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Painted Bunting Abundance and Habitat Use in Florida
Michael F. Delany, Bill Pranty, and Richard A. Kiltie

Southeastern Naturalist, Volume 12, Issue 1 (2013): 61–72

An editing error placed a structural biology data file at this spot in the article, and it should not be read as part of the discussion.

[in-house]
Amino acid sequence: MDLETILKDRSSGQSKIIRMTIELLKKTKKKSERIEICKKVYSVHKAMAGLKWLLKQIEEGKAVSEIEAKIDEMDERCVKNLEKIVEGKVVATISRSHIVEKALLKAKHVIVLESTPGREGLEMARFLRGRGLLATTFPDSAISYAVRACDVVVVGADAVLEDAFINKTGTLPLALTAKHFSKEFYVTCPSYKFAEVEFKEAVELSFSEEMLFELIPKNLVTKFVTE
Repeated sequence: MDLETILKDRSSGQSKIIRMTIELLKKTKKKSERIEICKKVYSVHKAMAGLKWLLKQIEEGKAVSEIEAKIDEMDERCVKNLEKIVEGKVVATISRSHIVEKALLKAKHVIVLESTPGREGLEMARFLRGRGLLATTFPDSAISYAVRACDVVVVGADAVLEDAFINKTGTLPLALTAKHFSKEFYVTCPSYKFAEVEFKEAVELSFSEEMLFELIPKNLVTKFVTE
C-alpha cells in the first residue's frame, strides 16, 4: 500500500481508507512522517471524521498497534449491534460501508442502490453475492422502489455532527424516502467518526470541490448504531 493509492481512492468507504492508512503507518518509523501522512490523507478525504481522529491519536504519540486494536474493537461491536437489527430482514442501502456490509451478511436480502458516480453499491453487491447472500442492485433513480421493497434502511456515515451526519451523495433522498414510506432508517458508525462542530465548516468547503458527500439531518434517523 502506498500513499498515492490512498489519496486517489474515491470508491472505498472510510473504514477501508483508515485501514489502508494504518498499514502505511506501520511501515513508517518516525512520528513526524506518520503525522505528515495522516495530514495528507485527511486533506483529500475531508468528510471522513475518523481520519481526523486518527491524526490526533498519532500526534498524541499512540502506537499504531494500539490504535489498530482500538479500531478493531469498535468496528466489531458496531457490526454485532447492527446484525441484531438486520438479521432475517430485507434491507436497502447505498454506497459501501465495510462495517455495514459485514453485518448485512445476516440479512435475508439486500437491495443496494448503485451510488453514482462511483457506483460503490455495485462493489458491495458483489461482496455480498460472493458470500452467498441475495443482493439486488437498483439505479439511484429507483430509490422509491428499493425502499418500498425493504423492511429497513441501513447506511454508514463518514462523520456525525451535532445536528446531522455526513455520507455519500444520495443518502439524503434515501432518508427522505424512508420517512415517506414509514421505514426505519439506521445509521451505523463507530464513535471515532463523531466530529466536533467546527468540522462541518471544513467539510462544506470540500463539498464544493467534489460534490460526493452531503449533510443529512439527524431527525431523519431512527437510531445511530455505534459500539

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2013 SOUTHEASTERN NATURALIST 12(1):61–72 Painted Bunting Abundance and Habitat Use in Florida Michael F. Delany1,*, Bill Pranty2, and Richard A. Kiltie1 Abstract - A cooperative multi-state monitoring effort was initiated for Passerina ciris (Painted Bunting) in 2008 because of a suspected decline in its eastern population. The Florida component of this range-wide study was conducted during 3 consecutive breeding seasons to obtain a better understanding of abundance and habitat use (vegetation associations) than could be obtained from existing indices, to examine factors affecting detectability, and to determine whether short-term trends could be assessed. Sample units (three hundred two 0.01–27-km2 blocks) were allocated for Florida from which 22 were randomly selected, within which 101 point-count survey stations were established. Point-count surveys (n = 906) were conducted annually from 2008 to 2010, and vegetation characteristics were quantified for each location. Abundances were estimated from the counts by an N-mixture model for open populations. Estimated mean breeding density of male Painted Buntings in Florida decreased from 12.4 males/km2 in 2008 to 9.8 males/km2 in 2010; these densities are at the low end of the range previously reported for the eastern population. In combination with an estimate of available habitat (1558 km2), the mean estimate of the total number of males (maximum potential abundance) decreased from 19,319 in 2008 to 15,268 in 2010. Painted Bunting abundance in Florida was greater toward the northern end of its range. Abundance was positively associated with the amount of maritime forest and hammock at count points and negatively associated with the amount of planted pine. Conservation of remaining maritime forest and hammock will be fundamental in maintaining breeding populations of the Painted Bunting in Florida. Introduction Passerina ciris L. (Painted Bunting) occurs in two geographically distinct breeding populations: a western population occurring west of Florida south to parts of Mexico, and an eastern population limited to coastal areas from North Carolina to north Florida and extending inland in South Carolina and Georgia (Lowther et al. 1999, Sykes and Holzman 2005). Breeding records in the Florida panhandle (Ogden and Chapman 1967) may represent expansion of the western population or an overlap of occurrence of both populations (Thompson 1991). Because of suspected population declines, the Painted Bunting was listed on the Partners in Flight Watch List as a species of special concern (Lowther et al. 1999) and identified as a high priority for conservation action (Rich et al. 2004). Although Breeding Bird Survey (BBS) data suggested that eastern Painted Buntings had declined, Meyers (2011) noted that the birds had become too rare in that part of their range for the BBS to serve as a useful source of populationtrend estimates. He recommended that methods producing density estimates be applied, especially those that account for incomplete detection. Mean estimates 1Florida Fish and Wildlife Conservation Commission, 1105 SW Williston Road, Gainesville, FL 32601. 28515 Village Mill Row, Bayonet Point, FL 34667. *Corresponding author - mike.delany@myFWC.com. 62 Southeastern Naturalist Vol. 12, No. 1 of 9–42 singing males/km2 (depending on habitat) from a distance-sampling approach based on 582 count points made in 2003 throughout the eastern range of the Painted Bunting (≈10% in NC, 38% in SC, 39% in GA, and 13% in FL) were reported (Meyers 2011). Although BBS data for eastern Painted Bunting population trends are inconclusive at the state level, current analyses suggest the decline of the species may be most severe in Florida (Sauer et al. 2011; see especially http://www.mbr-pwrc. usgs.gov/cgi-bin/atlasa09.pl?06010&1&09). Such a decline might reflect landuse changes in the species’ pericoastal habitats, which are more pronounced in Florida than in other states of the bird’s eastern range. Here we report results of a multi-year study designed to assess breedingseason abundance and habitat associations for the Painted Bunting in peninsular Florida. We used an alternative to distance sampling for estimating detection probability based on repeat visits to a site, and applied a new technique for estimating inter-year change in abundance from such data (Dail and Madsen 2011). We performed this study as participants in the Working Group for the Eastern Painted Bunting. The cooperative multi-state monitoring effort was organized by the Georgia Department of Natural Resources and the US Geological Survey Patuxent Wildlife Research Center in 2001, with representatives from Florida, North Carolina, South Carolina, and the US Fish and Wildlife Service. Methods A grid of potential sample blocks (0.05°, 27 km2) was overlaid on the breeding range of Painted Buntings in Florida, as delineated by Sykes and Holzman (2005). The exclusion of blocks containing >30% unsuitable urban land cover and exclusion of unsuitable urban areas in the remaining blocks resulted in a sample area of 5360 km2. The list of blocks was permuted by drawing them at random without replacement, where selection probability was proportional to block size (state boundaries and unsuitable land covers resulted in blocks of irregular size). Blocks were visited in the order drawn to determine whether survey points could be established. The range of the eastern Painted Bunting in Florida was 11% of its range-wide occurrence (Sykes and Holzman 2005), requiring a survey sample size of 20 blocks. The sampling scheme was developed by the Working Group for the Eastern Painted Bunting, with previous survey results (Meyers 2011) used to estimate variance and determine sampling effort based on a desired level of precision. Proceeding in random block order, we identified the road intersection nearest to the center of the sample block. This represented the first of 6 possible survey points within the sample block. Successive roadside points were established at 500-m intervals in a random direction from the initial point. A point was included in the survey if a 200-m radius surrounding the point contained ≥1% habitat suitable for Painted Buntings and was accessible. For each established count point, we recorded the coordinates using a hand-held GPS receiver. All habitats were considered potential habitat for Painted Buntings except closed-canopy forest, 2013 M.F. Delany, B. Pranty, and R.A. Kiltie 63 paved or impervious surfaces, open water, mowed lawns without trees or shrubs, and agricultural fields without shrubs or shrubby borders (i.e., unsuitable habitat). If at least 3 count points could not be established, the block was rejected in favor of the next one on the randomized list. This selection process allowed estimation of the percentage of Painted Bunting habitat available, and the proportion of the landscape that was excluded from the survey. A total of 302 sample blocks (0.01–27-km2, depending upon the grid overlay) was allocated for Florida from which 22 were selected (Fig. 1) and count points (n = 101) established. In the attempt to establish 3–6 survey points within each block, 21 blocks were rejected because of unsuitable habitat, 6 were rejected because access was unavailable, and 1 was rejected because it was located in an area we deemed to be unsafe. Within the 22 sample blocks accepted, 77 count points were rejected because the 200-m radius contained <1% potential habitat for Painted Buntings. The Working Group for the Eastern Painted Bunting established the following survey protocol for use across the 4-state survey effort. Standard point-count surveys (Ralph et al. 1993) were restricted to an estimated fixed-radius (75-m) circle from the count point. Visual and auditory observations were recorded during a 5-minute interval at each count point. The annual survey period was from 1 May to 15 June (2008–2010). Counts were conducted in the 4.5-hour period beginning 0.5 hour before official sunrise, and during the 3-hour period prior to official sunset. Morning surveys (n = 663) were conducted from 0615 to 1048 hrs and evening surveys (n = 243) were conducted from 1709 to 2009 hrs. Counts were conducted in weather conducive to detecting (i.e., seeing or hearing) Painted Buntings, and were not conducted during conditions of rain, high wind velocities (>12 kph), and high ambient noise. The number, age, and sex of Painted Buntings detected were recorded. The dataset included counts of birds at all individual within-year surveys. The number of cars passing during the time of observation and the estimated percent time of other disturbing noise in 4 categories (none, low, medium, and high) were recorded. Cloud cover, and wind speed (as 3-level ordinal variables) also were recorded. The survey protocol required that counts be conducted at each point on 3 independent occasions during each year’s survey period by the same observer, and allowed repeated measures on the same day; the mean (with median, maximum, and minimum) times between sequential pairs of site visits were 61.8 (11.2, 623.2, and 0.4) hr in 2008, 44.2 (10.5, 529.2, and 0.4) hr in 2009, and 16.3 (0.9, 288.1, and 0.4) hr in 2010. Seven observers participated in the study. Seventy-five percent of the site visits were made by one observer, whereas 3–6% were made by each of the remaining six observers. For the area within a 75-m radius around each point location, habitat was assessed by visual estimates (in 10% increments) for each of the following components: unsuitable habitat, maritime shrub, maritime forest and hammock, open pine and pine hardwood, early successional forest, interior shrub-scrub, riparian, agriculture, closed-canopy forest, and planted pine. For convenience and following precedent of related previous studies, we used 64 Southeastern Naturalist Vol. 12, No. 1 habitat to refer to the ecological descriptions of the census points provided by these 10 variables, although vegetation association may be a more suitable term for their information (Hall et al. 1997). Correlations of the habitat variables were addressed by principal components analysis of the centered log-ratio covariance matrix after adding 0.01 to the values so that logarithms could be taken. This approach takes into account the non-independent nature of percent-composition variables, which must total 100% (Jackson 1997, Reyment and Jöreskog 1993) and transforms the decile estimates to a more continuous scale. Varimax rotation (which maintains independence of the axes) was performed to improve interpretability (Johnson and Wichern 2002). Point-count analysis Analyses were performed using package “unmarked”, version 0.9-7 (Fiske and Chandler 2011, Fiske et al. 2012) for the R statistical environment, version 2.15.0 (R Development Core Team 2012). We applied Royle’s (2004) maximum likelihood method for modeling abundance and detection probability from spatially replicated point counts with Dail and Madsen’s (2011) extension to estimate between-year survival and recruitment. In this “robust design” approach, the model assumes that recruitment (births or immigration) and imperfect survival (deaths or emigration) may occur in the study population at each survey point between years but not between visits within years. Painted Bunting abundance in each year at each survey point was estimated either as an overall average (“intercept only”) or as a function of an intercept, of survey point latitude (which was correlated with longitude), and of site scores on the 6 habitat factors accounting for 90% of the among-site variance in the original habitat variables. Either Poisson or negative binomial latent abundance distributions were assumed. Detection probability was estimated either as an overall average or as a function of an intercept and of 5 variables assessed at each survey visit: log(car count + 0.1) (rescaled to mean 0 and SD = 1), noise level, sky cover, wind level, and time of day (rescaled to mean 0 and SD = 1). Between-year recruitment and survival were estimated as averages over the three years of the study. Thus, there were eight models compared by assuming either Poisson or negative binomial latent abundance distributions with the following four combinations of predictors: intercept only for both abundance and detection probability, intercept only for abundance and intercept plus 5 covariates for detection probability, intercept plus 7 covariates for abundance and intercept only for detection probability, and intercept plus 7 covariates for abundance and intercept plus 5 covariates for detection probability. Relative goodness of fit was compared by AICc, and absolute goodness of fit was evaluated by the parametric bootstrap test using the sum of squared errors with 250 replicates (Kéry et al. 2005, MacKenzie and Bailey 2004). A likelihood-ratio test was also used to compare nested Poisson and negative binomial models (Cameron and Trivedi 1998). Recruitment, survival, and average detection probability were estimated by backtransforming the appropriate model parameter estimates. Painted Bunting 2013 M.F. Delany, B. Pranty, and R.A. Kiltie 65 abundance in the total sample area was estimated for 2008 as the sum of the backtransformed predicted abundances at the survey points. For 2009, the abundance estimates of 2008 were multiplied by the survival estimate, and the recruitment estimate was added (Dail and Madsen 2011). For 2010, the 2009 abundance estimates were multiplied by survival and recruitment was added. Confidence intervals for all estimates were based on a parametric bootstrap of the best model with 1000 simulations. Density estimates per km2 were computed by dividing the estimated total yearly abundance summed over the 100 count points and their upper and lower 95% confidence limits by 1767 km2, the total assumed area of the survey sites. Additional details of the modeling and estimation methods are provided (Supplementary Appendix 1, available online at http://www.eaglehill. us/SENAonline/suppl-files/s12-1-1058-Delany-s1, and, for BioOne subscribers, at http://dx.doi.org/10.1656/S1058.s1). Results The 906 point-count surveys detected Painted Buntings at 20 points within 8 sample units (Fig. 1). There were 134 observations of Painted Buntings (114 males, 4 females, and 16 of undetermined gender) during 3 years, with 8 of these detections occurring outside the 75-m point-count sample radius. Most males (n = 83; 73%) were detected auditorily; 19 (16%) were detected visually, and 12 (10%) were detected both auditorily and visually. No points were abandoned because of non-detection of birds. After excluding 31 observations during 9 surveys at a count point with a bird feeder, which could have biased results, only detections of known males (n = 75) within the 75-m-radius sample area were included in the analyses. There was mild reduction of the habitat descriptor data through principal components analysis. Six habitat factors were able to account for 90% of the original variance before rotation. After rotation, scores on each factor were strongly positively correlated with one original variable and moderately negatively correlated with one or two other variables (Table 1). This result Table 1. Loadings (correlations) of the original habitat variables with 6 factors after varimax rotation for Painted Buntings in Florida, 2008–2010. Major contributors to each factor are in bold underline, and lesser contributors with correlations ≥0.30 (an arbitrary distinction) are in bold. Rotated factor loadings Factor 1 Factor 2 Factor 3 Factor 4 Factor 5 Factor 6 % unsuitable habitat -0.33 -0.08 -0.22 -0.15 -0.13 0.88 % maritime shrub 0.04 0.98 -0.13 0.06 -0.11 -0.03 % maritime forest and hammock 0.96 0.02 -0.14 -0.03 -0.13 -0.16 % open pine -0.11 -0.10 -0.02 -0.01 0.99 0.07 % early succession forest -0.16 -0.38 -0.02 0.86 -0.30 0.01 % interior shrub-scrub 0.03 -0.13 0.03 -0.40 -0.13 -0.01 % riparian -0.03 -0.01 -0.05 -0.08 -0.07 -0.26 % agricultural -0.49 -0.37 -0.45 -0.37 -0.09 -0.49 % closed canopy 0.16 0.06 -0.03 0.28 -0.02 0.08 % planted pine -0.14 -0.15 0.96 -0.14 -0.03 -0.03 66 Southeastern Naturalist Vol. 12, No. 1 Figure 1. Centroids of 22 sample areas (randomly selected and verified 27 km2 blocks) for Painted Bunting point count surveys in Florida, 2008–2010. + = blocks in which Painted Buntings were detected. • = blocks surveyed but no Painted Buntings detected. The breeding range of the Painted Bunting in Florida (Sykes and Holzman 2005) is shaded. 2013 M.F. Delany, B. Pranty, and R.A. Kiltie 67 suggested that the factors represented habitat contrasts. For example, on factor 1, highest scores would be for sites with highest maritime forest cover and little unsuitable habitat and agricultural land; on factor 2, highest scores would be for sites with high percentage maritime shrub cover and little early succession or agricultural, etc. (see Table 1). The best point-count model by AICc was one assuming a Poisson latent abundance distribution with covariates for abundance and only an intercept as predictor of detection probability (Table 2). Four models with no abundance covariates immediately could be dismissed as implausible given their AICc weights. Dispersion parameters for the remaining negative binomial models (2 and 4) were not significantly different from 0 (z = 0.12, P = 0.91 for model 2; z = 0.-0.32, P = 0.75 for model 4), and likelihood-ratio tests indicated that neither was significantly better than the corresponding Poisson model (model 1 vs. 2: χ2 = 0.00, df = 1, P = 0.98; model 3 vs. 4: χ2 = 0.67, df = 1, P = 0.42). The negative binomial models therefore appeared redundant to their corresponding Poisson models and were not considered further. When comparison was made only between models 1 and 3, model 1’s AICc weight (0.86) fell slightly short of Burnham and Anderson’s (2002) criterion (0.90) for acceptance as a single best model. However, none of the detection probability covariate effects of model 3 differed from 0 at P ≤ 0.05 , and abundance and density inferences from that model differed by ≤ 2% from those of model 1. A parametric bootstrap test indicated good fit (P = 0.426) for model 1, so this model was used for abundance and density estimates. Parameter estimates and associated statistics for model 1 are presented in Table 3. There was a significant positive association of abundance with latitude of survey point and with habitat factor 1, which represented a contrast between maritime forest and the combined class agriculture and unsuitable habitat (Table 1). There was a marginally significant negative association between abundance and habitat factor 3, the contrast between planted pine and agriculture. Total abundance of Painted Buntings at the 100 survey points was estimated to be 22.0 (95% CI = 12.0–33.1) in 2008; 19.3 (95% CI = 11.0–28.6) in 2009; Table 2. Model comparisons by information criteria. For abundance covariates, “none” indicates intercept only, “all” indicates intercept plus latitude rescaled to mean 0 and SD = 1 and scores on 6 habitat PCA axes. For detection probability covariates, “none” indicates intercept only, and “all” indicates intercept plus log(car count + 0.1) (rescaled to mean 0 and SD = 1), noise level, sky cover, wind level, and time of survey within day (rescaled to mean 0 and SD = 1). K is the number of model parameters. Model Abundance Det. Prob. AICc Cumulative # Distribution covariates covariates K AICc ΔAICc weight weight 1 Poisson All None 11 320 0.00 0.66 0.66 2 Negative binomial All None 12 323 2.60 0.18 0.84 3 Poisson All All 16 324 3.61 0.11 0.95 4 Negative binomial All All 17 326 5.87 0.04 0.99 5 Negative binomial None All 10 328 7.90 0.01 1.00 6 Negative binomial None None 5 332 11.87 0.00 1.00 7 Poisson None All 9 336 15.81 0.00 1.00 8 Poisson None None 4 340 19.90 0.00 1.00 68 Southeastern Naturalist Vol. 12, No. 1 and 17.3 (95% CI = 8.7–27.9) in 2010. Density estimates of Painted Buntings implied by the abundance estimates were 12.4/km2 (95% CI = 6.8–18.7) in 2008; 10.9/km2 (95% CI = 6.1–16.2) in 2009; and 9.8/km2 (95% CI = 4.9–15.8) in 2010. Detection probability was estimated to be 0.43 (95% CI = 0.31–0.54). The estimated recruitment at each site between years was 0.03 (95% CI = 0.0–0.07.). The estimated survival probability between years was 0.76 (95% CI = 0.55–0.95). Discussion Our mean estimates of the breeding density of male Painted Buntings in Florida are at the low end of the range previously reported for the subspecies. Hamel (1992) reported range-wide breeding densities from 5.2 to 9.0 males per 40 ha (13–23/km2), depending on habitat conditions, with greater densities in maritime forest than in mixed pine hardwood forest. Densities throughout the breeding range estimated by Meyers (2011) ranged from 9 males per km2 in pine plantations to 42 males per km2 in maritime shrub; the overall average (weighted by habitat sample size) was about 23 males/km2. Several factors might contribute to our relatively low average density estimates and ostensibly declining population. One might be that the decline of the Painted Bunting in Florida is continuing as suggested by the BBS data. Annual mean estimates of abundance and density from our model suggest that the rate of decline of Painted Buntings in Florida may be even more rapid than suggested by the BBS over a longer time span. Continued monitoring will be needed to confirm whether such a change is occurring. Somewhat low abundance and density estimates also may be due to the method of survey-point determination. The count points were chosen to represent random locations within the known range of Painted Buntings in peninsular Florida where the birds could occur, but they Table 3. Parameter estimates from Poisson open-population model for Painted Buntings in Florida, 2008–2010. Scaled abundance predictors were standardized to mean = 0, standard deviation = 1. P (> |z|) indicates significance level of test that the parameter is 0. Estimate SE z P (>|z|) Abundance (log scale) Intercept -4.084 1.285 -3.18 0.001 scale (latitude) 1.105 0.548 2.02 0.044 Habitat factor 1 1.129 0.446 2.53 0.011 Habitat factor 2 -0.135 0.492 -0.27 0.784 Habitat factor 3 -3.235 1.822 -1.78 0.076 Habitat factor 4 0.468 0.438 1.07 0.285 Habitat factor 5 -0.352 0.481 -0.73 0.465 Habitat factor 6 -0.257 0.297 -0.87 0.386 Detection (logit scale) Intercept -0.276 0.269 -1.03 0.305 Recruitment (log scale) Intercept -3.641 0.535 -6.81 0.000 Survival (logit scale) Intercept 1.148 0.521 2.2 0.028 2013 M.F. Delany, B. Pranty, and R.A. Kiltie 69 may differ from habitat representations used in previous studies. Our habitat data were measured on fundamentally continuous scales that make our results not directly comparable to those of other studies in which the goal was habitatspecific inferences. More appropriate comparisons may be made by examining densities predicted by our model at survey points representing the most favorable measured extremes of the significant habitat covariates: The mean predicted densities of males at the 10 survey points with greatest values for F1 (habitat factor most highly correlated with maritime forest and hammock and positively related to abundance) were 44.5 (2008), 33.8 (2009), and 25.7/km2 (2010). The mean predicted densities of males at the 10 survey points with lowest values for F3 (habitat factor most highly correlated with planted pine and negatively related to abundance) were 13.6 (2008), 10.4 (2009), and 7.9/km2 (2010). Another consideration may be that our density estimates do not take into account any possible discrepancy between the assumed 100% detection rate within the 75-m count radius and a realized effective detection radius (EDR). Meyers (2011) obtained EDR = 57 m in undeveloped habitats and EDR= 70 m over all habitat types. If EDR in our study were 57, the point density estimates would have been 21.5 males/km2 (2008), 18.9 males/km2 (2009), and 16.9 males/km2 (2010); if EDR were 70, the estimates would have been 14.3 males/ km2, 12.6 males/km2, and 11.2 males/km2 respectively. These density estimates for Florida would be closer to those reported for other areas (Hamel 1992, Meyers 2011). Assuming that sample blocks and count points were representative of habitat available in Florida, and applying proportions of suitability that we found in our selection process (22 of 43 sample blocks and 101 of 178 count points, or about 29%), we estimate that there was 1558 km2 of potential habitat in the 5360-km2 sample area. Combining our mean estimates of Painted Bunting density and the estimate of potential habitat indicates a total estimated population of 19,319 (2008) to 15,268 (2010) males, but corresponding confidence intervals are wide (10,594–29,124 and 7634–24,616). This extrapolation of a state-wide population estimate should be viewed as the maximum potential abundance. Although our mean estimates of density seem low compared with previous estimates from other parts of the eastern range, the mean total population estimates extrapolated above are greater than an estimate by Partners in Flight of 7479 Painted Buntings in Florida (based on BBS data and Rosenberg and Blancher’s [2005] corrections; PIF 2007). Consistent with previous reports (Cox 1996, Robertson and Woolfenden 1992, Stevenson and Anderson 1994, Sykes and Holzman 2005), Painted Buntings in Florida were less abundant in the southern portion of their breeding range and used a variety of breeding habitats. Birds were found in agricultural fields bordered by mature oaks, overgrown fields, maritime shrub, citrus groves, and maritime forest. Painted Bunting abundance was greater in maritime forest than in other habitat types, with a weaker association between abundance and maritime shrub. In contrast, Meyers (2011) found greater densities of Painted Buntings in maritime shrub. Maritime forests and hammocks adjacent to salt marsh appeared 70 Southeastern Naturalist Vol. 12, No. 1 to be an important structural feature in habitat selection by Painted Buntings in Florida. Similarly, Lanyon and Thompson (1986) found that eastern Painted Buntings in coastal Georgia preferred “higher quality” territory locations at the edge of salt marshes to sites in interior forested areas. The edge of forests and open areas rather than interior forest locations also appeared to be important breeding habitat for Painted Buntings in eastern Texas (Dickson et al. 1995, Kopachena and Crist 2000) and Oklahoma (Parmelee 1959). Painted Buntings are usually absent from forests that have little understory (Lowther et al. 1999), and our results suggest a negative association in abundance in pine plantations and open pine habitat. However, habitat affinities of Painted Buntings presented here may be biased because roadside sampling of avian populations may not adequately represent available habitat (Betts et al. 2007). Conservation and management of remaining maritime forest will be fundamental in the conservation of breeding Painted Buntings in Florida. Development of these habitats reduces density as much as 50% (Meyers 201 1). Because maritime shrub is maintained by natural forces that create open areas, Springborn and Meyers (2005) did not recommend prescribed fire to manage this plant community. Mature maritime forests and hammocks with natural openings also require little management for Painted Buntings. Local extirpations may be related to the size and isolation of habitat fragments (Fahrig and Merriam 1994), so spatial relationships of extant populations and areas of potential habitat should be considered in management plans designed to maintain connectivity. Significant populations of Painted Buntings exist on public lands in Florida. Annual pointcount surveys should be conducted at these locations to monitor populations and evaluate land-management actions. Based on our model estimates, future surveys and analysis should incorporate both site and observation covariates. Acknowledgments H. Alboher, G. Clark, P. Scalco, and M. Wooley (Florida Department of Environmental Protection) provided administrative support for work at Fort Clinch State Park. J. Ellenberger (Florida Fish and Wildlife Conservation Commission, [FWC]) assisted with access to Guana River Wildlife Management Area. J. Reister, with Ponte Vedra Beach Resorts, allowed access to private property. R. Clark, A. Kropp, K. Miller, A. Mitchell, J. Rodgers, Jr., and S. Schwikert assisted with surveys. K. Rogers helped with data management. Eastern Painted Bunting Working Group members D. Allen, L. Barnhill, D. Demarest, C. Depkin, J. Gerwin, L. Glover, M. Johns, T. Jones, K. Lulce, C. Moore, R. Mordecai, J. Meyers, B. Peterjohn, J. Rotenberg, J. Stanton, P. Sykes, Jr., B. Winn, and M. Wimer contributed to the design of this study. We thank R. Chandler and A. Royle for helpful advice on statistical methods. R. Butryn provided the figure. This project was supported by FWC targeted grant award NG07-101 administered by S. Cumberbatch. B. Crowder, K. Miller, C. Moore, J. Meyers, T. O’Meara, and J. Rodgers, Jr., and anonymous reviewers commented on previous drafts of this paper. Literature Cited Betts, M.G., D. Mitchell, A.W. Diamond, and J. Bety. 2007. Uneven rates of landscape change as a source of bias in roadside wildlife surveys. Journal of Wildlife Management 71:2266–2273. 2013 M.F. Delany, B. Pranty, and R.A. Kiltie 71 Burnham, K.P., and D.R. Anderson. 2002. Model Selection and Multimodel Inference. Second Edition. Springer, New York, NY. Cameron, A.C., and P.K. Trivedi. 1998. Regression Analysis of Count Data. Cambridge University Press, New York, NY. 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